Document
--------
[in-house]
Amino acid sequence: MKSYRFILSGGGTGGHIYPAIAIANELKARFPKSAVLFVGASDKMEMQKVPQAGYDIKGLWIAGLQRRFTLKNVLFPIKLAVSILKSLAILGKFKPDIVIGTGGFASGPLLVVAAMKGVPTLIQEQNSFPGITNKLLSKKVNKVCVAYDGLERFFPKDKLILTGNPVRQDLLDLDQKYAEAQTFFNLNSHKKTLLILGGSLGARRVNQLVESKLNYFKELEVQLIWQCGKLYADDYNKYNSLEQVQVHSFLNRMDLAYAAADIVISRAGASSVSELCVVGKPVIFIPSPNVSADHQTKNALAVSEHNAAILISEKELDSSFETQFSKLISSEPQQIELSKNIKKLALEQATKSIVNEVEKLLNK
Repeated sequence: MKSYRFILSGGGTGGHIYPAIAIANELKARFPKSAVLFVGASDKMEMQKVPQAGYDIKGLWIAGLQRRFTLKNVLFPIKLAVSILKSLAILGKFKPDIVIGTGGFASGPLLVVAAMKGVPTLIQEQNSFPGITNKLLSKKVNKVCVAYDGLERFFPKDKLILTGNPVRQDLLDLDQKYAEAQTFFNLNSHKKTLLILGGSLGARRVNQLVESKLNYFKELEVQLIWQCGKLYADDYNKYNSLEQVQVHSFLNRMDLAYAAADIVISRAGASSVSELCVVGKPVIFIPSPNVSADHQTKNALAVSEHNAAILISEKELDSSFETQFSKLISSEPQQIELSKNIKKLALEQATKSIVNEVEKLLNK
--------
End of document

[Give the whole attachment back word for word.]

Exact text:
[in-house]
Amino acid sequence: MKSYRFILSGGGTGGHIYPAIAIANELKARFPKSAVLFVGASDKMEMQKVPQAGYDIKGLWIAGLQRRFTLKNVLFPIKLAVSILKSLAILGKFKPDIVIGTGGFASGPLLVVAAMKGVPTLIQEQNSFPGITNKLLSKKVNKVCVAYDGLERFFPKDKLILTGNPVRQDLLDLDQKYAEAQTFFNLNSHKKTLLILGGSLGARRVNQLVESKLNYFKELEVQLIWQCGKLYADDYNKYNSLEQVQVHSFLNRMDLAYAAADIVISRAGASSVSELCVVGKPVIFIPSPNVSADHQTKNALAVSEHNAAILISEKELDSSFETQFSKLISSEPQQIELSKNIKKLALEQATKSIVNEVEKLLNK
Repeated sequence: MKSYRFILSGGGTGGHIYPAIAIANELKARFPKSAVLFVGASDKMEMQKVPQAGYDIKGLWIAGLQRRFTLKNVLFPIKLAVSILKSLAILGKFKPDIVIGTGGFASGPLLVVAAMKGVPTLIQEQNSFPGITNKLLSKKVNKVCVAYDGLERFFPKDKLILTGNPVRQDLLDLDQKYAEAQTFFNLNSHKKTLLILGGSLGARRVNQLVESKLNYFKELEVQLIWQCGKLYADDYNKYNSLEQVQVHSFLNRMDLAYAAADIVISRAGASSVSELCVVGKPVIFIPSPNVSADHQTKNALAVSEHNAAILISEKELDSSFETQFSKLISSEPQQIELSKNIKKLALEQATKSIVNEVEKLLNK